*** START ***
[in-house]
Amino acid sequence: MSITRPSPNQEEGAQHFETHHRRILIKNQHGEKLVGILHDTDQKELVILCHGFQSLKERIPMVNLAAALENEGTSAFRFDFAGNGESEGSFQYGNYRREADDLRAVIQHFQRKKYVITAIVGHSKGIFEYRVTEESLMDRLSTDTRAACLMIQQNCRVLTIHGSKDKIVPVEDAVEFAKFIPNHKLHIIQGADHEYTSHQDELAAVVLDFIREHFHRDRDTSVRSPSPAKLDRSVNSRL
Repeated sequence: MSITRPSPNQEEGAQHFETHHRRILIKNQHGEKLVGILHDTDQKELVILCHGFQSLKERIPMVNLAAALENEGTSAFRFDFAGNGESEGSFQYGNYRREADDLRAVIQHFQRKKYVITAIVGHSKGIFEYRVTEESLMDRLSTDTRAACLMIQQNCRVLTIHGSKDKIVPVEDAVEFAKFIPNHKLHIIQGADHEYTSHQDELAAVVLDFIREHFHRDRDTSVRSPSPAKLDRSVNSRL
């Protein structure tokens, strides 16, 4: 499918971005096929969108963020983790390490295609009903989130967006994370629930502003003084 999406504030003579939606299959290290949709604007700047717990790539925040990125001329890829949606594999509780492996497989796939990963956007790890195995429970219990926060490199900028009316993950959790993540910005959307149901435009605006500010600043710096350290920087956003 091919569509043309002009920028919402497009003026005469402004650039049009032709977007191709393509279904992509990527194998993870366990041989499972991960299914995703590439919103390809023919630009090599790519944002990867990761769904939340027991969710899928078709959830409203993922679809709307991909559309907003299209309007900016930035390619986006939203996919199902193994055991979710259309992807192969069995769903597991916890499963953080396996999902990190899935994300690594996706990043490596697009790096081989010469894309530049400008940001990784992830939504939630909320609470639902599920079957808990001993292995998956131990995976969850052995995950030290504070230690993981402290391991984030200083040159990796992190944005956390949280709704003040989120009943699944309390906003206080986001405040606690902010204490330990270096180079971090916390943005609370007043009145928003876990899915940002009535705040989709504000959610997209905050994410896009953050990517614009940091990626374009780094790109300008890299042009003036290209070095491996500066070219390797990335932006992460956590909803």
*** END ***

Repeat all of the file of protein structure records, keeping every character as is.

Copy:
[in-house]
Amino acid sequence: MSITRPSPNQEEGAQHFETHHRRILIKNQHGEKLVGILHDTDQKELVILCHGFQSLKERIPMVNLAAALENEGTSAFRFDFAGNGESEGSFQYGNYRREADDLRAVIQHFQRKKYVITAIVGHSKGIFEYRVTEESLMDRLSTDTRAACLMIQQNCRVLTIHGSKDKIVPVEDAVEFAKFIPNHKLHIIQGADHEYTSHQDELAAVVLDFIREHFHRDRDTSVRSPSPAKLDRSVNSRL
Repeated sequence: MSITRPSPNQEEGAQHFETHHRRILIKNQHGEKLVGILHDTDQKELVILCHGFQSLKERIPMVNLAAALENEGTSAFRFDFAGNGESEGSFQYGNYRREADDLRAVIQHFQRKKYVITAIVGHSKGIFEYRVTEESLMDRLSTDTRAACLMIQQNCRVLTIHGSKDKIVPVEDAVEFAKFIPNHKLHIIQGADHEYTSHQDELAAVVLDFIREHFHRDRDTSVRSPSPAKLDRSVNSRL
């Protein structure tokens, strides 16, 4: 499918971005096929969108963020983790390490295609009903989130967006994370629930502003003084 999406504030003579939606299959290290949709604007700047717990790539925040990125001329890829949606594999509780492996497989796939990963956007790890195995429970219990926060490199900028009316993950959790993540910005959307149901435009605006500010600043710096350290920087956003 091919569509043309002009920028919402497009003026005469402004650039049009032709977007191709393509279904992509990527194998993870366990041989499972991960299914995703590439919103390809023919630009090599790519944002990867990761769904939340027991969710899928078709959830409203993922679809709307991909559309907003299209309007900016930035390619986006939203996919199902193994055991979710259309992807192969069995769903597991916890499963953080396996999902990190899935994300690594996706990043490596697009790096081989010469894309530049400008940001990784992830939504939630909320609470639902599920079957808990001993292995998956131990995976969850052995995950030290504070230690993981402290391991984030200083040159990796992190944005956390949280709704003040989120009943699944309390906003206080986001405040606690902010204490330990270096180079971090916390943005609370007043009145928003876990899915940002009535705040989709504000959610997209905050994410896009953050990517614009940091990626374009780094790109300008890299042009003036290209070095491996500066070219390797990335932006992460956590909803």